I have a soft spot for navelwort, one of the more unusual wild plants of the British Isles that is especially abundant in Ireland. It is an odd plant in lots of ways. The most obvious feature, seen all year round until it blooms, from May till about August, is those weird, fleshy leaves. They are round with scalloped edges and held like ‘blown open’ umbrellas with the stem attached to the centre of the leaf. Where the stem meets the leaf there is a central depression in the leaf, and it does not take much imagination to see this is like a belly button (an ‘inny’ not an ‘outy’) and this is the origin of the common name of navelwort or the bontanical name Umbilicus. The full name is Umbilicus rupestris and rupestris means ‘wall’. Old walls and rocks is where you are most likely to find it though it will grow in other, perfectly drained places too (such as the trunks of tree below). The Irish name is Cornán caisil and it is also called wall pennywort.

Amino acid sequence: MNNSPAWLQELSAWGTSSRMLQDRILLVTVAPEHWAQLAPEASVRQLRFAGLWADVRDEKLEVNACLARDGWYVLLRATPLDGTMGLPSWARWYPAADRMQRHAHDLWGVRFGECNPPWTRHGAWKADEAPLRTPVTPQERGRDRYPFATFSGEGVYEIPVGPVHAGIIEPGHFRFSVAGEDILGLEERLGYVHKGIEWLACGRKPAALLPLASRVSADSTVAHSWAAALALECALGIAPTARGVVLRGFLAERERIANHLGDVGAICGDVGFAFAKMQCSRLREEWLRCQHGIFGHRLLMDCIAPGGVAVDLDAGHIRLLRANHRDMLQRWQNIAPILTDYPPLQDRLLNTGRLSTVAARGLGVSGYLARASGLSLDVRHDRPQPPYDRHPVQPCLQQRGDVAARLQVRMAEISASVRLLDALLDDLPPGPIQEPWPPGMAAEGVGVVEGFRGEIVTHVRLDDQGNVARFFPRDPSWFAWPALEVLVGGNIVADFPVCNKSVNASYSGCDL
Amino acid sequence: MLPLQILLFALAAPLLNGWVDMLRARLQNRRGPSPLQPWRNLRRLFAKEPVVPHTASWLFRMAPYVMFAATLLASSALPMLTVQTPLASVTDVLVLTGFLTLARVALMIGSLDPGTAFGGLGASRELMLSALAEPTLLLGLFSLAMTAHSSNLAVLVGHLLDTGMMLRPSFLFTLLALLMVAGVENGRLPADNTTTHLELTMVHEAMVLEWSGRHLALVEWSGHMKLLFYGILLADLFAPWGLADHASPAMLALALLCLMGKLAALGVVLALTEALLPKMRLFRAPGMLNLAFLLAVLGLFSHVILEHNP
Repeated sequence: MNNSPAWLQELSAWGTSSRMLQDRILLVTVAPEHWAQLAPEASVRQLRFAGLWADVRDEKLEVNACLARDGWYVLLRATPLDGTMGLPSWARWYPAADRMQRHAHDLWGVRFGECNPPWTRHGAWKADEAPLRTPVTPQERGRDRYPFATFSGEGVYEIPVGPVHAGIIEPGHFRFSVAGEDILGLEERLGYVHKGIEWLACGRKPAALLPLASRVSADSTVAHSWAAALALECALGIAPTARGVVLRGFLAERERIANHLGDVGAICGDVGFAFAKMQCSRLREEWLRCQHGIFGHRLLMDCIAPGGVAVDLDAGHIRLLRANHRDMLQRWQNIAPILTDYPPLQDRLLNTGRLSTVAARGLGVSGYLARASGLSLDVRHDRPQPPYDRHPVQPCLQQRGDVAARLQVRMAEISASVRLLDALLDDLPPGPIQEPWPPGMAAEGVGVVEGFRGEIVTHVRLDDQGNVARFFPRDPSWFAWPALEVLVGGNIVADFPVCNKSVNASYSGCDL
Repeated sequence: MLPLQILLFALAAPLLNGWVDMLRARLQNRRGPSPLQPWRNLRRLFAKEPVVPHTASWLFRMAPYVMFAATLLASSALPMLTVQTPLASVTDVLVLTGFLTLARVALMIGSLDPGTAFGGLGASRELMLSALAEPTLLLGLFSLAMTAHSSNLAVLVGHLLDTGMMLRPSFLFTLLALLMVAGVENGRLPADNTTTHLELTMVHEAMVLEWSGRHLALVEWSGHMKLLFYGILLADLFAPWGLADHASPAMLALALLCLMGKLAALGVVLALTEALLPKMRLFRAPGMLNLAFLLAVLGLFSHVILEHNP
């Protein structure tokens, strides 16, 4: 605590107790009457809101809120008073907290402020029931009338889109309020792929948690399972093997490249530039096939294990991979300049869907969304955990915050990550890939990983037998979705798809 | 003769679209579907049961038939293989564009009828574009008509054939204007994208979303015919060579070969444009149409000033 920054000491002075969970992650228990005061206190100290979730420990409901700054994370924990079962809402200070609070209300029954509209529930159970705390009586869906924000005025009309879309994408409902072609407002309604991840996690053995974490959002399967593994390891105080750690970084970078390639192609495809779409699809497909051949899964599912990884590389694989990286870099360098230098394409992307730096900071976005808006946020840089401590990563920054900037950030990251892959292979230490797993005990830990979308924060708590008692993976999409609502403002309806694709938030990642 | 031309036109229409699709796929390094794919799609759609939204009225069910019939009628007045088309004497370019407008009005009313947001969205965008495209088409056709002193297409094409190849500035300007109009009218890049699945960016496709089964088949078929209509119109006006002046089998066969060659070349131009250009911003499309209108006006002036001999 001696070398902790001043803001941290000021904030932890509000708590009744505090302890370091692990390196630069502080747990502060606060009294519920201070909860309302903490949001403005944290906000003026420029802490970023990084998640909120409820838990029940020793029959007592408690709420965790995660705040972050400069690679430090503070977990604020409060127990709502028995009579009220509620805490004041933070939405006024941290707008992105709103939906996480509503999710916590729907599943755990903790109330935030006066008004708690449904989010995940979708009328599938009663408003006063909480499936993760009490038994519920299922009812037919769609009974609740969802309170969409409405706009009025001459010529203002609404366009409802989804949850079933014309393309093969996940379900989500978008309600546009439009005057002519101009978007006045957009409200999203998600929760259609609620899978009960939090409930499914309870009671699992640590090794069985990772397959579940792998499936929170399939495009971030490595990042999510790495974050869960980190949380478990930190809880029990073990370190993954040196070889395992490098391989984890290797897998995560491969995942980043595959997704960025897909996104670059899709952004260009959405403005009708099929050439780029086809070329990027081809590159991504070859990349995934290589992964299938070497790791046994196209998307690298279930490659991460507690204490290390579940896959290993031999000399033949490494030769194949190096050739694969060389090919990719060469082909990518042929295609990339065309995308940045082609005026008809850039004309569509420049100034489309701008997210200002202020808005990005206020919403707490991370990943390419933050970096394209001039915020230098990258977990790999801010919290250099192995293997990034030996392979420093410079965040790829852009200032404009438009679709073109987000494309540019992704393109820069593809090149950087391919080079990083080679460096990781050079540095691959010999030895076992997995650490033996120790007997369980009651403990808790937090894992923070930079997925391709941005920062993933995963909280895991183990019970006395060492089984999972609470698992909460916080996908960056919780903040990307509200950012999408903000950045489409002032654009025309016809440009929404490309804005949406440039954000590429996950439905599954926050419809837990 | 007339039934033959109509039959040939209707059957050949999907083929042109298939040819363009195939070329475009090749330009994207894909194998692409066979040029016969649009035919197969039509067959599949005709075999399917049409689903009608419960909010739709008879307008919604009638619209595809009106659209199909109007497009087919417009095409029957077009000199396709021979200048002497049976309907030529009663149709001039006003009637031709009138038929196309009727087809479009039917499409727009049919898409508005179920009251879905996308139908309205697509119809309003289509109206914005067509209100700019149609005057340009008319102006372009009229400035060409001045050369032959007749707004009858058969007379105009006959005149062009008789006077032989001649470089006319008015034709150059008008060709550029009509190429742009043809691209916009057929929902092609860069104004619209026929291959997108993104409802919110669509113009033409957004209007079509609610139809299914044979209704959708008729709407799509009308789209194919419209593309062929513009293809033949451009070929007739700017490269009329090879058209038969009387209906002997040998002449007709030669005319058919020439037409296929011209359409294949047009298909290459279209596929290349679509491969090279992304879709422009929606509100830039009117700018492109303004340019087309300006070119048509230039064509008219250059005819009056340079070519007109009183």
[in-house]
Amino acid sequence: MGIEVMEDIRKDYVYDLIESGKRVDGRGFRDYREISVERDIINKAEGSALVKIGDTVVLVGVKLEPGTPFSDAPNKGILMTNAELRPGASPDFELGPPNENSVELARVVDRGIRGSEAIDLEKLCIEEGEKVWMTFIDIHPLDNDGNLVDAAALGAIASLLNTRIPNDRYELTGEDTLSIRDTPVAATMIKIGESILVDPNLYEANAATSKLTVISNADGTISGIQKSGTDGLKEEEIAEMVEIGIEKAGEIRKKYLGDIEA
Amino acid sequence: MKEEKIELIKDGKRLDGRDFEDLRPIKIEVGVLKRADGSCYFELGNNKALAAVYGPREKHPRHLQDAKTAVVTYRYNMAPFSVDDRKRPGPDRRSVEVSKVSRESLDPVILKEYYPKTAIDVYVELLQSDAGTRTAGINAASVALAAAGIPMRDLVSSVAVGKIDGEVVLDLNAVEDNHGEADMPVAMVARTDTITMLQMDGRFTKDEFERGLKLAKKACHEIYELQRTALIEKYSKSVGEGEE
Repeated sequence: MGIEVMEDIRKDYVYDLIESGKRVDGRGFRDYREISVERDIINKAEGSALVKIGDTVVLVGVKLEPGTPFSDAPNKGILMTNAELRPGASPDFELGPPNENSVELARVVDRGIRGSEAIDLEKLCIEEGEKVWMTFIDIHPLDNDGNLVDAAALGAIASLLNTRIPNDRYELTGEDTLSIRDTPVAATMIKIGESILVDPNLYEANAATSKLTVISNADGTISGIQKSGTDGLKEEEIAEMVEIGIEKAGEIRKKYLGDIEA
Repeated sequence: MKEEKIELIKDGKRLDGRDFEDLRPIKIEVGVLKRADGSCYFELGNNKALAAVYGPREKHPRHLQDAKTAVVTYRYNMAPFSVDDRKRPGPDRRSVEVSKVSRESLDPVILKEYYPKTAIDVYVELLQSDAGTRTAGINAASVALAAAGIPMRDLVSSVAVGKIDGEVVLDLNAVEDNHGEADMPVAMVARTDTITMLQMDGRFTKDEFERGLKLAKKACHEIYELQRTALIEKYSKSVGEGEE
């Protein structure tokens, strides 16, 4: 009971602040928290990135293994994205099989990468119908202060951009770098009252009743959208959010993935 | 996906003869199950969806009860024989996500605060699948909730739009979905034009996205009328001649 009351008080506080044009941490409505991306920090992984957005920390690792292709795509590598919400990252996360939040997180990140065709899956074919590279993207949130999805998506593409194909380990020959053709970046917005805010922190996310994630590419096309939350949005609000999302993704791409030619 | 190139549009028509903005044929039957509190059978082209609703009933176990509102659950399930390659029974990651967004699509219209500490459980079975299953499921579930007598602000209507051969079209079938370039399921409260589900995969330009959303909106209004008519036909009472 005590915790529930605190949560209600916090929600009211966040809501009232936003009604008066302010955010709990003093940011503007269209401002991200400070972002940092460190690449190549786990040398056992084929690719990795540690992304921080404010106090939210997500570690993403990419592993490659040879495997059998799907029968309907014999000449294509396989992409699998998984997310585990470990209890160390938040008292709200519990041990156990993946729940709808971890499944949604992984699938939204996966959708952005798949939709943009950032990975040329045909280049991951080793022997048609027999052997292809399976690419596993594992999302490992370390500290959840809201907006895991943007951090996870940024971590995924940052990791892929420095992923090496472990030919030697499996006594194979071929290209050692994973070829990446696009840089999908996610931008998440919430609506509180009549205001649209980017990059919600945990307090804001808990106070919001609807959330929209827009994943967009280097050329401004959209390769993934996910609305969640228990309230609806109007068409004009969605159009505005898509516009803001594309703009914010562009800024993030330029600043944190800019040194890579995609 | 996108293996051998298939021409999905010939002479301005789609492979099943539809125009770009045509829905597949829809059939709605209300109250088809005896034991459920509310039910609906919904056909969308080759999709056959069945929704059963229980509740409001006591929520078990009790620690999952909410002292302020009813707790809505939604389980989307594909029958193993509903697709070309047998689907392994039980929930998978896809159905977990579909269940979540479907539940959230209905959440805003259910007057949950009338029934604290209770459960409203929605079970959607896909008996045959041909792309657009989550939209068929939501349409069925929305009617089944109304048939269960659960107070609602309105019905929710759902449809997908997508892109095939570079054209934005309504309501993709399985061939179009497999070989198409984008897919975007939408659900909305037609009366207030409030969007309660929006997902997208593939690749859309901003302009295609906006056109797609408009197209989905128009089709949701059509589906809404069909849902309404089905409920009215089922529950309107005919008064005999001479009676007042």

You would hardly guess from the shape of the leaves but it is in the crassula family but the succulent leaves and the five-petalled flowers, though here united into a greenish white bell, may give the game away.
Although this is usually a plant found on walls it can grow in rocky soil too and I found an abundance of it at Mount Congreve last weekend.
It is perennial but the leaves often look miserable at flowering time, especially in a dry season such as this. It usually grows to about 25cm when in bloom but starved plants will be much smaller while those in fertile habitats will b much bigger and some of these are about 60cm high. Although the flowers are not in any way showy there are so many crowded onto the spikes that they make a rather ethereal display and if ever there was a fairy flower this is it.
It is able to survive in the merest scrap of soil and seeds freely.